How Good, Really, Is The Fishing?

“The fishing in Yellowstone is as good as the fisherman.”

I can’t recall when or from whom I first heard this saying, only that it was a long time ago. It was delivered by way of synopsizing the Yellowstone angling experience and I’ve never forgotten it. If it sounds slightly demeaning—implying that a lack of success equates to being a poor angler—it wasn’t intended to be. As I heard it expressed, it was more an observation that the broader an angler’s skills, the broader his opportunities and chances for success would be. Viewed in this context, it’s an adage I couldn’t agree with more strongly. Because while the fishing options in Yellowstone are practically limitless, taking advantage of most of them requires a certain level of competency. Limited skill means, well, limited options.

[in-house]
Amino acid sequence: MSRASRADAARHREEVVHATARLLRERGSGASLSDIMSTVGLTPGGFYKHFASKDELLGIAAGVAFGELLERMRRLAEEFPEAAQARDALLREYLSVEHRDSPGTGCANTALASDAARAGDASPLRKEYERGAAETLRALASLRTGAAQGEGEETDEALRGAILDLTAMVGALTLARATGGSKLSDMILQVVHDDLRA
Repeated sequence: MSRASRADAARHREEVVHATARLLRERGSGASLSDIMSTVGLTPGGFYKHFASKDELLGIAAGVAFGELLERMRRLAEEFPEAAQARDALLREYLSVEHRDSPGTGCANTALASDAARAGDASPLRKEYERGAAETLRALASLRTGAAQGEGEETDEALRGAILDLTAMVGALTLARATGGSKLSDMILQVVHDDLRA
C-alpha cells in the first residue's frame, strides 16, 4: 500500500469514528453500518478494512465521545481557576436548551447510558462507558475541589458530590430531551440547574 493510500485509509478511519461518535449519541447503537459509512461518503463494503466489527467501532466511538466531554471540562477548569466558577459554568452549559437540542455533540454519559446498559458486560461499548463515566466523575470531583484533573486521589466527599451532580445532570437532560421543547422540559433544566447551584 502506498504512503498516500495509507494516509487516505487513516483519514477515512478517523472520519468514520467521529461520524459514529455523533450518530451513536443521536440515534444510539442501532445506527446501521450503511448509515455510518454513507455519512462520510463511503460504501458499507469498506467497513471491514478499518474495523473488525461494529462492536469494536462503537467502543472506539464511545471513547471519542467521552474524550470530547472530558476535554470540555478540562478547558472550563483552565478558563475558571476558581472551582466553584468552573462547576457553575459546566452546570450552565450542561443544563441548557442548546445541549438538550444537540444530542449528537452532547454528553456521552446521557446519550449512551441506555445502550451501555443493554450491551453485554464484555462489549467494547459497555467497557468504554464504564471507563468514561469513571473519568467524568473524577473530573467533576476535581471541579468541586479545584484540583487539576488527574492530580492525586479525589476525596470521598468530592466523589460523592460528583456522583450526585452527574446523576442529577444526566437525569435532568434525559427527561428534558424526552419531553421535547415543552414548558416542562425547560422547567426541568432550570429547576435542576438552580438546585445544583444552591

Consider the Firehole River, the Madison River below Quake Lake, and Soda Butte Creek. During prime-time all three rivers offer phenomenal fishing. They yield fish in numbers that transcend the skills of the average angler fishing them. In essence, they offer fishing that’s better than the fisherman. Which is a wonderful thing, especially for less experienced anglers. Only problem is, prime-time is short lived. Timing a trip to coincide with this period isn’t easy, especially when traveling here from afar on plans made well in advance. Save for impeccable timing, you’ll likely arrive here to find the fishing a bit more challenging. The responsibility for your success will lie chiefly with you, not Mother nature. For most folks that means summoning up a little more skill, fishing with a little more aplomb.

It’s not hard to improve your skills and thereby broaden your options. The ideal place to start is with your casting. Develop the ability to place a fly in a two-foot circle at a distance of thirty-five feet, delicately, in three tries or less. If you can do that, you’ll render irrelevant the timing of your trip. Indeed, you’ll discover, satisfyingly, that your fishing only gets better and better—no matter when you happen to visit.




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